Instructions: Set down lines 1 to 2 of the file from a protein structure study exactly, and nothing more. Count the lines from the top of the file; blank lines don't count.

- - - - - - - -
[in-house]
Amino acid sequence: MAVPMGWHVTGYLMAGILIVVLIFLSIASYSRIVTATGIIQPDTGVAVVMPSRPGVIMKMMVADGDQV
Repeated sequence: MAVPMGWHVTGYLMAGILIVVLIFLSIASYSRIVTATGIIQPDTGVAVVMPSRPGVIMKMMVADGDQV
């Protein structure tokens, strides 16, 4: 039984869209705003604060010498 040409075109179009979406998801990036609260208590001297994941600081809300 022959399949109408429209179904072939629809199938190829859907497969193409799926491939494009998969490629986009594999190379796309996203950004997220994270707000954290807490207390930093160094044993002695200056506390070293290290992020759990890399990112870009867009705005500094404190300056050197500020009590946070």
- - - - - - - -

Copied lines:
[in-house]
Amino acid sequence: MAVPMGWHVTGYLMAGILIVVLIFLSIASYSRIVTATGIIQPDTGVAVVMPSRPGVIMKMMVADGDQV